She didn’t cry. She didn’t cry during the accident. She didn’t cry when a Circle K attendant held her as I pushed the car out of the road. She didn’t cry as we rode in the back of a police car the rest of the way to a place called Organ Stop Pizza, which in fact did have both pizza and organ music.
In fact, Reese rather enjoyed the ride in the back of the police car. I hope this last detail is not a sign of things to come.
Reese didn’t seem to be in shock either. She was just normal Reese. And I can’t believe this was because she didn’t know that strange things were happening. After all, she has always been a pretty aware little person. By the end of the night, Reese had actually enjoyed one of her most fun-packed and active evenings in quite a while.
I loved her for it (and not just because it helped keep me from feeling even worse than I already did about getting into an accident). I loved her for it because I think it said something good about her. A crisis occurred, and Reese didn’t panic. Instead, she faced it straight on, rolled through it, and kept going forward with a peace and honest joy that would not be overcome, even by Daddy’s bad driving.
Now that she is seven, I hope that this quality of peace is a sign of things to come for her. I hope it is, in essence, the way Reese faces the world as she continues to grow, a world Jesus says is full of “wars and rumors of wars,” both personal and global.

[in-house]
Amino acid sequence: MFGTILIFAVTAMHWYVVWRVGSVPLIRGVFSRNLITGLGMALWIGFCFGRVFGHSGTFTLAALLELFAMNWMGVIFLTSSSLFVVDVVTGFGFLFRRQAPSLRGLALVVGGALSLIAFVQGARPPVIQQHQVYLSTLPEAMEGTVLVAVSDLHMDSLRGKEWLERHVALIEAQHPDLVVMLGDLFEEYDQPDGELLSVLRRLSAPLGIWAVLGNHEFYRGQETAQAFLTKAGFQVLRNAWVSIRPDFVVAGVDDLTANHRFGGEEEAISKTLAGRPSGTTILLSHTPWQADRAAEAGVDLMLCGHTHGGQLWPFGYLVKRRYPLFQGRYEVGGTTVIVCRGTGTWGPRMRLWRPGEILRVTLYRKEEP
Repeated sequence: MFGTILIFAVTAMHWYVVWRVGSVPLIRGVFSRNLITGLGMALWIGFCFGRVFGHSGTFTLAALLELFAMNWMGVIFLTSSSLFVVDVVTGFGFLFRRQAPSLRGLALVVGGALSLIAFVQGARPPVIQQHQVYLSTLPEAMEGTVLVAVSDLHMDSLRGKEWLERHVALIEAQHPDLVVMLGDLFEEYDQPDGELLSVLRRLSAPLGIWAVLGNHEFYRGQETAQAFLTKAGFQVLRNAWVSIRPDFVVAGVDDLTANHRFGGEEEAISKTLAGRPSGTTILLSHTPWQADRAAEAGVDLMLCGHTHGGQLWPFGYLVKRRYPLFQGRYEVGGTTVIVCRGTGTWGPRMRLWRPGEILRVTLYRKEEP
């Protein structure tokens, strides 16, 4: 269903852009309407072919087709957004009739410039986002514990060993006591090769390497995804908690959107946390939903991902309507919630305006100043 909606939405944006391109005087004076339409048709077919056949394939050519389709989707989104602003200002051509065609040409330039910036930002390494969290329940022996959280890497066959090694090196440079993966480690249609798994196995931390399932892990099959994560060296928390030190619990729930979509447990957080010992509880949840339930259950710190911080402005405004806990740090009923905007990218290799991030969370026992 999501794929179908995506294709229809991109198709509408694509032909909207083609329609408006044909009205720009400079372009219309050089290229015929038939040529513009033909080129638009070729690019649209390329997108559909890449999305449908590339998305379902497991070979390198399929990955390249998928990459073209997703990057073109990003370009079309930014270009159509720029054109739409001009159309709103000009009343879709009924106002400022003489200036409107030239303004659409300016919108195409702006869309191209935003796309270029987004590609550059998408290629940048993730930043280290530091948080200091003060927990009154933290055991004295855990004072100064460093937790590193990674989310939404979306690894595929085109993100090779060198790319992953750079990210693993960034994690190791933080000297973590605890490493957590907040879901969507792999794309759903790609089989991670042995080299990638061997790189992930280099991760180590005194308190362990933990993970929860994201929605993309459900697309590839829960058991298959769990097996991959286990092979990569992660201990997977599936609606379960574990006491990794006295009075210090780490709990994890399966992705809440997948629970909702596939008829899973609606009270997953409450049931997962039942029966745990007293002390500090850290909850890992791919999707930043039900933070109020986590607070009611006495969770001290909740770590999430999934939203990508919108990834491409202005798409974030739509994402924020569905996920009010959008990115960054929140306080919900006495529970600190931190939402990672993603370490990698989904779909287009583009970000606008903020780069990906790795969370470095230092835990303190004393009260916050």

I hope it is a sign of the way she faces the crises of rejected love, of one day losing her parents, of someday saying goodbye to a hope for the future that present reality has torn apart. I hope it reflects the way she looks at herself in the mirror when she falls short in life.
The gospel of John has Jesus saying that he gives his own peace to us. This is the same Jesus who has said he has overcome the world. This is the same Jesus who faced the Mt. Everest of crisis – rejection, betrayal, and execution. This is also the Jesus who rolled through them by the power of resurrection.
This is the Jesus who has given his peace to us, if we will receive it. Amazing stuff, if we dare to take it to heart.
It is pretty well known that the word “crisis,” although we usually consider it synonymous to “big, sudden problem,” is actually related to “decision point.”
A crisis is a moment of decision, a time to show who we really are, how we really act, and the faith by which we really live.
If you would, please take a few moments. Ask the Lord to be present with you, guiding you during this time. Then imagine one or two of the fundamental issues of your life or of the world around you.
Perhaps what bubbles up is your mortality, your marriage, your family, your office, your school, or your congregation. Or perhaps it has to do with broader issues of war and peace, rich and poor, or environmental misuse and care.
Do a thought experiment with whatever comes to you. Imagine a sudden crisis in the area that you have called to mind. Imagine how you would face the crisis if you were living not out of panic and fear, but out of the peace and Spirit of Jesus. Then ask God to help you live right now so that you are prepared to face the crises to come with that selfsame peace of Christ.
Then act on that prayer. Claim that peace. Live out of it, not just when something goes wrong – not just when the car crashes – but now, today. This peace is yours in Jesus for every day and for every situation.